Google Maps API v3 Goes Into Production

Adam DuVander
May. 19 2010, 01:10PM EDT

After nearly a year with two mapping platforms running in parallel, Google announced today that Google Maps V3 had graduated from Google Code Labs to become the primary maps API. Previously the newer version was recommended for mobile applications, the original reason behind the platform rewrite. With V3's graduation, V2 becomes deprecated, but will continue to work for now.

Upon the launch of V3 we wrote that it was "developed from the ground up as a modularized set of JavaScript libraries focused on improving load speed and performance." Embedded maps on mobile devices, such as iPhones and Android, were slower than sluggish, but V3 performed well. Developers also noticed speed improvements on non-mobile devices and many have started using V3 over V2, even before the official announcement.

Google has added new takes on V2 services to the V3 API, such as driving directions in November. Recently, new features, like elevation data, have come to only V3, which prompted us to write that Google "could either be signaling that V3 is the way forward or that elevation data is of more use to users on the go." The trend continued with Google adding a bicycling layer only to V3.

Along with V3's graduation comes another feature from V2: StreetView, the 360 degree photos available in many cities. Instead of using a Flash player, the V3 implementation uses standard HTML. Google said the reason for the move away from Flash is to support devices like the iPhone.

It's been a good, long life for V2, which was released over four years ago. It's hard to believe now, but at the time it didn't even have a geocoder to convert addresses to coordinates. Still, during that period we saw most of the 1,964 map mashups built on Google Maps. It is perennially the most popular type of mashup.

If you're rewriting code to support V3, you might consider taking the opportunity to use Mapstraction, an open source library that works with a dozen mapping APIs. We wrote about the Mapstraction sandbox a year ago. You can use Google Maps (V2 and V3) via Mapstraction and easily switch to other providers. It's a useful way to plan ahead, because who knows how different Google Maps V4 will be.

Adam DuVander Hi! I'm Developer Communications Director for SendGrid and former Executive Editor of ProgrammableWeb. I currently serve as a Contributing Editor. If you have API news, or are interested in writing for ProgrammableWeb, please contact editor@programmableweb.com Though I'm a fan of anything API-related, my particular interest is in mapping. I've published a how-to book, Map Scripting 101, to get anyone started making maps on websites. In a not-so-distant past life I wrote for Wired and Webmonkey.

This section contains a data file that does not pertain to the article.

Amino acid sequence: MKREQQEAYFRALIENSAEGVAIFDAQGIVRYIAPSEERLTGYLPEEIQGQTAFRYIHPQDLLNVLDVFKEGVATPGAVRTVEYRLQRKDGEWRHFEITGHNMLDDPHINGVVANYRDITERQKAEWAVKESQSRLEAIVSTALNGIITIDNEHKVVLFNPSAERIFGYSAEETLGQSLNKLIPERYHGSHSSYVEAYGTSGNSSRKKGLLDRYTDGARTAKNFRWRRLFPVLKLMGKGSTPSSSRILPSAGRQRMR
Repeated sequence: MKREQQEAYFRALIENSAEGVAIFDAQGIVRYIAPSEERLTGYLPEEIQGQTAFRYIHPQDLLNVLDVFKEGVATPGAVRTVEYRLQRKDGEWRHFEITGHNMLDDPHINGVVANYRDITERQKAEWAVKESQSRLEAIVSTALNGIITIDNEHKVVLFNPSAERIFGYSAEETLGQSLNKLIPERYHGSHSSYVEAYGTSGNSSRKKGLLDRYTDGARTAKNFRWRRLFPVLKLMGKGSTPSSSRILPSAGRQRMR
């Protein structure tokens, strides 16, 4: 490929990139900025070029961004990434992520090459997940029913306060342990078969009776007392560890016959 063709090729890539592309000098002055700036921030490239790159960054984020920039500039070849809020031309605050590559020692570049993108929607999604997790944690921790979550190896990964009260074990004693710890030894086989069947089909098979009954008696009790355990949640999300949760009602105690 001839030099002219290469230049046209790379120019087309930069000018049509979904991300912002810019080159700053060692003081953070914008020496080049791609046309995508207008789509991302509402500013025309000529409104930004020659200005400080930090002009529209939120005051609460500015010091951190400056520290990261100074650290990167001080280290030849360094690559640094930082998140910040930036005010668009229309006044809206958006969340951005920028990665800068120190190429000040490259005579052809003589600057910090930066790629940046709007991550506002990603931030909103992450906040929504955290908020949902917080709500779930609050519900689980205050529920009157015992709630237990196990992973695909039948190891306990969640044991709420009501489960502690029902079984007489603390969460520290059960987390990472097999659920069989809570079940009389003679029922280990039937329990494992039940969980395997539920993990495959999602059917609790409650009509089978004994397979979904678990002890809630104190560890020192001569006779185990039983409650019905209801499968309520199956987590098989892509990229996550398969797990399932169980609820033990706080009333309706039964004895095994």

Comments

Comments(9)

[...] Now at Four Days20+ Google JavaScript APIs in One PlaygroundProgrammableWeb Joins Alcatel-LucentGoogle Maps API v3 Goes Into ProductionHow Twitter's 1 API Gave Birth to 43 New APIsGoogle Says Goodbye to API Keys with New Geocoding API5 [...]

[...] Google will deprecate its Google Maps Data API in January, lending support instead to its popular new Google Fusion Tables API. Both store geographic data and allow developers to access it programmatically. The move to discontinue support of the Maps Data API does not affect the Google Maps API, the third version of which Google sent into production in May. [...]

Personally having tested the API V3 version from Google, I intregrated the new ViaMichelin V2 API, which is more accurate then the enterprise and works with IE6 and above too.

I did try Bing, though the support was awful. Google is okay but it's only a LITE version and not the full package I need for my business.

[...] Company politics may have played a role, too. In May 2010, Yahoo partnered with Nokia to make its maps “powered by Ovi,” the brand for the communication company’s Internet services. Still, Yahoo’s flagship maps site won’t go away. It will simply use Nokia’s technology. Yahoo could have made a similar decision, wrapping its APIs around Ovi. Instead, developers are simply given a link and an implied “good luck.” Developers making the move from Yahoo should seriously consider Mapstraction to save a re-write the next time they need to switch providers. Even moving between versions of the same API can be a paid, as developers discovered when Google Maps deprecated V2. [...]